I can better appreciate what you, Janice (Cooley), Ed (Carter), et al were dealing with amid all of the hope and hype concerning The Young Thundering Herd! I regret that you and I never sat and talked when we attended school together. I’m sure that I would have been a more “aware” young man – both socially and spiritually – than I was.”
Chuck Jackson
Houston, Texas

       Chuck Jackson’s comment to one of my blog entries confirmed what I already knew about the value of the memoir November Ever After. This is a story that needed to be written and it’s a story that’s worthy to be shared with the masses.
       For people such as Chuck, who came to Marshall after the tragedy, the book provides a proper frame of reference for what campus life was like before the crash. For those, like me, who were there at the time of the disaster, the book opens the door for some level of closure on an event that none of us will ever forget.
       Keep in mind that for those of us who were around on the night that Marshall’s plane went down, the football season of 1971 represented a truly a mixed bag. I can’t speak for everyone who suffered from the pain of losing their schoolmates. But I do feel safe in saying that most of us engaged in an emotional tug-of-war when it was time for the start of a new season with essentially a brand-new team – the “Young Thundering Herd”.
       None of would ever forget about the ’70 Marshall team that was gone and would never return. But on the other hand, there was cause to rejoice and cause to cling to renewed hope. In spite of the heavy losses, Marshall opted to continue playing football.
       In my mind, the fact that the school refused to deep-six its football program, will always serve as a fitting tribute to the seventy-five people who died in a fiery plane crash on November 14, 1970.

Tune-in tonight when author Craig T. Greenlee talks about his book “November Ever After” with host Ella Curry on the Black Authors Network Showcase. The one-hour show begins at 8 o’clock. Feel free to use the call-in line (646) 200-0402 to ask questions or offer comments.

Thursday, October 4, 2012

On Monday: BAN Showcase radio interview

Black Authors Network Showcase

Craig T. Greenlee, the author of November Ever After, will discuss his book as a featured guest on this one-hour show to be aired on blog talk radio. Show host is Ella Curry, president of EDC Creations and publisher of Black Pearls Magazine Online
... Showtime ... 
Monday, October 8, 2012
8 p.m. to 9 p.m.

All are welcome to tune-in and give some feedback

To get the hook-up:
Call-in line (646) 200-0402
Or, go online: 
Chat room available on BAN's web site

The Black Authors Network celebrates the best in books, authors, book clubs and community leaders.

November Ever After: What readers have learned

       The Marshall University football plane crash is part of American sports history. The whole story, however, has never been told. That's all changed with the release of "November Ever After," a memoir written by a former MU defensive back who knew most of the players who died on the night of November 14, 1970. I've included a few factoids below that provides a clearer picture of what makes my book so very unique and so different than anything else that's ever been done on the topic. Here's a sampling of what you'll learn in reading a story whose time has finally come.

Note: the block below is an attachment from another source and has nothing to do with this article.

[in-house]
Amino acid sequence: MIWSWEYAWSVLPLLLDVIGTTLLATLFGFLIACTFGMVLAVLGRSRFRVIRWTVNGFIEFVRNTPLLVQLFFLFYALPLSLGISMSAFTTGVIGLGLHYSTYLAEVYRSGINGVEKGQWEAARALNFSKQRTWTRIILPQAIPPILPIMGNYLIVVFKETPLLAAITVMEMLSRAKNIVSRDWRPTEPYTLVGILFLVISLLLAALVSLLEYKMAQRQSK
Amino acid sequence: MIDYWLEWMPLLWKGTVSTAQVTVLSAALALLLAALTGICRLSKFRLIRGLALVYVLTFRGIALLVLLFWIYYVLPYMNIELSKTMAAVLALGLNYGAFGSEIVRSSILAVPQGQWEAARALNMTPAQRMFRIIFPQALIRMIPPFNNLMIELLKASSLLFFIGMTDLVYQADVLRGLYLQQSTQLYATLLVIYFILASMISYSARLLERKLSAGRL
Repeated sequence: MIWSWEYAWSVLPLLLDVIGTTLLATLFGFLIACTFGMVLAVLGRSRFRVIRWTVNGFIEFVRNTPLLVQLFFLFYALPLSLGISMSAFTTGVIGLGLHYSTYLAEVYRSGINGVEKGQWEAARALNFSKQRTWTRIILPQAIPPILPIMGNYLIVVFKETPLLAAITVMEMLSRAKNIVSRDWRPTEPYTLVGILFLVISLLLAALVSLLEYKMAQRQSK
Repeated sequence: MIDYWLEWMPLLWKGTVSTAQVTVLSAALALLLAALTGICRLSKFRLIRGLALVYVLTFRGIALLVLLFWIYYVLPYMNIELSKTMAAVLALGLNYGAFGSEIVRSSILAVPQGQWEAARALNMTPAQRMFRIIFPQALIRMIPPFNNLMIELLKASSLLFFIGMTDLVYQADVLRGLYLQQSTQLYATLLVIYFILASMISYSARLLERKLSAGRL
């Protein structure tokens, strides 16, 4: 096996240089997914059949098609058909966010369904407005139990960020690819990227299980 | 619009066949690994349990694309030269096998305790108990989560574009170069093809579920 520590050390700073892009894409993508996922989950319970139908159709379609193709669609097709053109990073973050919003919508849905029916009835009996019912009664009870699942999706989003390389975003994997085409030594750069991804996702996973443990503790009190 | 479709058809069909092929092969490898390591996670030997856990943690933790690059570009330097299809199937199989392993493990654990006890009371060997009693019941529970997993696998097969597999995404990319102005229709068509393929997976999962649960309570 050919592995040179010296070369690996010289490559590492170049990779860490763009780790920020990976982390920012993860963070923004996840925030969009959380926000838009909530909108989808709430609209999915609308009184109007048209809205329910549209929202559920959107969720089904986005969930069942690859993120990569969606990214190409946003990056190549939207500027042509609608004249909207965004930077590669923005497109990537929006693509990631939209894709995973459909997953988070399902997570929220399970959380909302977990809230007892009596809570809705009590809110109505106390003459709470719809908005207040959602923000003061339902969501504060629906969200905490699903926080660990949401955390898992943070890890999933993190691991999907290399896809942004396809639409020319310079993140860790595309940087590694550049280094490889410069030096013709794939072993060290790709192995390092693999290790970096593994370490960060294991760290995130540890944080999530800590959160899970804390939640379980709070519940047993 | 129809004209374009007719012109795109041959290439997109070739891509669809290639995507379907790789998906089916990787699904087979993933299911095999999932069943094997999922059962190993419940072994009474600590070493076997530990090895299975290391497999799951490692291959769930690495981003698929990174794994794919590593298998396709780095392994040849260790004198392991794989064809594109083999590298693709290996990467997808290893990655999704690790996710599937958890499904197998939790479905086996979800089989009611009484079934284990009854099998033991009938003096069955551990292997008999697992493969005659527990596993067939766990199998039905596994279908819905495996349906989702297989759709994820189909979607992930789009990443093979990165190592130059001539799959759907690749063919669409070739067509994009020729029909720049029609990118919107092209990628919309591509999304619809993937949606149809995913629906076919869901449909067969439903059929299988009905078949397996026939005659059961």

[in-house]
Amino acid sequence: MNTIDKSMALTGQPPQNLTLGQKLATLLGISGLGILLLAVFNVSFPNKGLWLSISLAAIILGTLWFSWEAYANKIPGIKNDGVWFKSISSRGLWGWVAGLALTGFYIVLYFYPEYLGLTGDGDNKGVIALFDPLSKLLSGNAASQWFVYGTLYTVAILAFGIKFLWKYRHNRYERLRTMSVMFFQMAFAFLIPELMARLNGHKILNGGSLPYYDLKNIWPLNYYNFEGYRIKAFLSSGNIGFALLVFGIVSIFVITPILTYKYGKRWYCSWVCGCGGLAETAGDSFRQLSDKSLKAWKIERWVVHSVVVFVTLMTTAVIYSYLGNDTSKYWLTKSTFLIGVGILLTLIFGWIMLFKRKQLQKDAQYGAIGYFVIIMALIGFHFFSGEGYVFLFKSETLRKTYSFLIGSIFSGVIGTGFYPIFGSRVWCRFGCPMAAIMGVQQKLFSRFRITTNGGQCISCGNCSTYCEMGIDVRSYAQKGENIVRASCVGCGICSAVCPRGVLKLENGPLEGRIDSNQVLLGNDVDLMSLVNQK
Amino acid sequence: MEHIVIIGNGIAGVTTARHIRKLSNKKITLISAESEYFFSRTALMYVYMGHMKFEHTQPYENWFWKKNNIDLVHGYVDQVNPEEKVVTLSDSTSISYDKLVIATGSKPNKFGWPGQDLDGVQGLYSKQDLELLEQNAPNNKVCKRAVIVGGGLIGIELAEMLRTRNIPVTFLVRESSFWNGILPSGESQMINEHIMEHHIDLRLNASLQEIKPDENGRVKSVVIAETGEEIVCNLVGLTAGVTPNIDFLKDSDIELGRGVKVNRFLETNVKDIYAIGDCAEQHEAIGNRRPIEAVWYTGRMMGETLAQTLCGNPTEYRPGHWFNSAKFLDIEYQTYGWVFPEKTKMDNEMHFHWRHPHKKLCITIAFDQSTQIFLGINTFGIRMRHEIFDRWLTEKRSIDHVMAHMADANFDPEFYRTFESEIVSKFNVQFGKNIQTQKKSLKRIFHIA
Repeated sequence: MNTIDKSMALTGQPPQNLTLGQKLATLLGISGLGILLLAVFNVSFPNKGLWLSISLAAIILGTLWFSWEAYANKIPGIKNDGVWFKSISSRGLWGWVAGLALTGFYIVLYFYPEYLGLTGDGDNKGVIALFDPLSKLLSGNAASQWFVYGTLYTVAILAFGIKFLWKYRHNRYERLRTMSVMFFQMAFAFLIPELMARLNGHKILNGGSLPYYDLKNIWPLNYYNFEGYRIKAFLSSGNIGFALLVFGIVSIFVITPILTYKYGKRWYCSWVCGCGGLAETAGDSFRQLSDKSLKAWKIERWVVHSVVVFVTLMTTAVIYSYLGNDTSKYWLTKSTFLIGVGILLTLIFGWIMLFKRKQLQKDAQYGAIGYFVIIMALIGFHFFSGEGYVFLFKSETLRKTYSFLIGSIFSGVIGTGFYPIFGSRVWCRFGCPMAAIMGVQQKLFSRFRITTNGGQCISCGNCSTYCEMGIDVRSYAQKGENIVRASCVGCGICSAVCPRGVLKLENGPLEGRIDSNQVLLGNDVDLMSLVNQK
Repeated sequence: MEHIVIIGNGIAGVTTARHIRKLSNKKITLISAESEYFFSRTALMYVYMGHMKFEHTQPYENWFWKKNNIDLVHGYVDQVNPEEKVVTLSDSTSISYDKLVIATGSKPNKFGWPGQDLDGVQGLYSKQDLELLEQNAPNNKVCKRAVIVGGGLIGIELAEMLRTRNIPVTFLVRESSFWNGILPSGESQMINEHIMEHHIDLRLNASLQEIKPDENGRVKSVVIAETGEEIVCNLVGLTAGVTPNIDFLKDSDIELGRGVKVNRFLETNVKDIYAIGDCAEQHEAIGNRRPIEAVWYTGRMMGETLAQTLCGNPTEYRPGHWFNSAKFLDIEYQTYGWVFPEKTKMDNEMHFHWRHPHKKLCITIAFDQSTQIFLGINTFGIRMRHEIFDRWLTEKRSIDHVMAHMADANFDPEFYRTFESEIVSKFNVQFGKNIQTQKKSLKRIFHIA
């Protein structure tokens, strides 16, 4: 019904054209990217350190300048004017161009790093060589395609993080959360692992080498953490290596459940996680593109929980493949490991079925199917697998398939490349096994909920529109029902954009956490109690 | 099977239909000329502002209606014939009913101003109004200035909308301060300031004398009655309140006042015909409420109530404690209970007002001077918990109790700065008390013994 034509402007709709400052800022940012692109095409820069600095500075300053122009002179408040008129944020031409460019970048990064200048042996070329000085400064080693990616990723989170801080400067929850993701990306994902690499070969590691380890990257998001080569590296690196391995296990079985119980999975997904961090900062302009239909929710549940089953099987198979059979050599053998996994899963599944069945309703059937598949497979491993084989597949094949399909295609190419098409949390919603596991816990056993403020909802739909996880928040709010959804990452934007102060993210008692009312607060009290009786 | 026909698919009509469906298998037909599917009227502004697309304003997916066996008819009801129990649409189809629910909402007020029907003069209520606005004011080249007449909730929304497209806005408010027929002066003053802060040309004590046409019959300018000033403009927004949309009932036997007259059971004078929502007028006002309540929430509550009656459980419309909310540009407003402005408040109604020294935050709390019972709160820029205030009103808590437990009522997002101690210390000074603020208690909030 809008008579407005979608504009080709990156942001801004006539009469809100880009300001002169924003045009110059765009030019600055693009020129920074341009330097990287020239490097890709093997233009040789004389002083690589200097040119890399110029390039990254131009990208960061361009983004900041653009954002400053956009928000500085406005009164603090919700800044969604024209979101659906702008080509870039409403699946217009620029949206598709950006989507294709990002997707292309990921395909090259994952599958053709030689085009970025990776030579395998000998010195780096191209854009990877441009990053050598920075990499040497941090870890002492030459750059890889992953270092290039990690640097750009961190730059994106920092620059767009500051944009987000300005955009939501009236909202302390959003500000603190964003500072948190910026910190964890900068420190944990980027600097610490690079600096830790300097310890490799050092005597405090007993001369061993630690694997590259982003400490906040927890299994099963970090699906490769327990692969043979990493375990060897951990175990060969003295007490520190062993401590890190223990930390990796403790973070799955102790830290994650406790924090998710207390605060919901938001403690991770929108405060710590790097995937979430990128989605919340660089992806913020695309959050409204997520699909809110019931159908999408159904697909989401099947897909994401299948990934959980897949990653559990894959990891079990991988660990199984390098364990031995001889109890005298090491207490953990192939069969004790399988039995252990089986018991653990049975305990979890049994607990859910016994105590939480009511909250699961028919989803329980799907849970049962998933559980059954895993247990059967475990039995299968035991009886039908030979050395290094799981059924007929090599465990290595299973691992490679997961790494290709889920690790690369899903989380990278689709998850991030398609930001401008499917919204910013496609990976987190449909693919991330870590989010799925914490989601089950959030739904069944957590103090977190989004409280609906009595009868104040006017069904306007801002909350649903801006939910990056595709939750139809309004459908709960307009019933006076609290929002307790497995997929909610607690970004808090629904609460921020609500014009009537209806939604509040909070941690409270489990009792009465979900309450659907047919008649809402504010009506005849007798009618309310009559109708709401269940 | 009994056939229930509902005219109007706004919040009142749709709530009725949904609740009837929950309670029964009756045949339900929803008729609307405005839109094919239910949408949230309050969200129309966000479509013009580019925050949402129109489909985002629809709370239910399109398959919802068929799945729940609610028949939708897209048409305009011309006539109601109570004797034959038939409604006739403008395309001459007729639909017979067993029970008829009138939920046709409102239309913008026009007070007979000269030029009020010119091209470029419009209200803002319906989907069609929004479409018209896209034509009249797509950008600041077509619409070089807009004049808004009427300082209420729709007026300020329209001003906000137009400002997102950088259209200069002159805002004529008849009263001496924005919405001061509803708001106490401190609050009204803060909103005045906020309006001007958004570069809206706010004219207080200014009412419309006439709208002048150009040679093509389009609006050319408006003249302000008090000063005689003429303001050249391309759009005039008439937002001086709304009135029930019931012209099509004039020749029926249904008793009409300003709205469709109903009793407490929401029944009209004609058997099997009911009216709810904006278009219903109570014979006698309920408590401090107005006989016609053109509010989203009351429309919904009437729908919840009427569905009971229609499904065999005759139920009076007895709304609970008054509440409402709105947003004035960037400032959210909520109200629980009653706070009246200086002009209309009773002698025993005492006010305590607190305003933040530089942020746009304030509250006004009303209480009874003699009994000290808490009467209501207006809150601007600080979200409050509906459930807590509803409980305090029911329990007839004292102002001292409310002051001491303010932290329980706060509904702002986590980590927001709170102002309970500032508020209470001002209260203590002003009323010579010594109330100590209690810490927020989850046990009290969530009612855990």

• Previously-produced documentaries and the movie We Are Marshall created a much-needed national platform for the story. But, those media productions are only appetizers. November Ever After is the full-course meal.
  • This is high-profile sports history that's loaded with eyewitness input.
  • The complete story is so amazing that it sounds like fiction, but it’s not. As readers pour through the chapters, they discover how things played out in real life.
  • Content-rich memoir has provocative story line which includes romance, premonition, prophecy, denial, depression, revelation, relief and ecstasy.
  • This book is one-of-a-kind. It tells an old story with a twist that’s new and true.
  • Discover what things were really like when Marshall started rebuilding its football program in the months following the November plane crash.
  • Learn why life would never be the same for those who were left behind in the aftermath of the tragedy.
  • Get an up-close-and-personal look at personal relationships of girlfriends, personal friends, family members and loved ones of those players who perished.
  • The crash squashed a potentially-bloody race riot on the Marshall campus.                                                                                                                                                                 

Monday, October 1, 2012

Writer set for guest appearance on radio showcase

       The Black Authors Network Showcase celebrates the best in books, authors, book clubs and community leaders who address a wide range of subjects on blog talk radio on Mondays and Wednesdays.
       Next week, the showcase will feature November Ever After author Craig T. Greenlee as a special guest. He will discuss his book on the one-hour show, hosted by Ella Curry, president of EDC Creations and publisher of Black Pearls Magazine Online
       Show time is Monday, October 8 at 8 p.m.
       Greenlee is a former Marshall University athlete who knew most of the players who died in the plane crash that killed most of the school’s football team nearly 42 years ago. His memoir goes beyond the night of the crash and draws heavily on the never-told-before stories of those who were left behind.
       Everyone is invited to call-in and talk to the author at (646) 200-0402. You can listen in on your computer and enter the chat room at:
       Downloads of the broadcast will be available approximately one hour after the show is finished.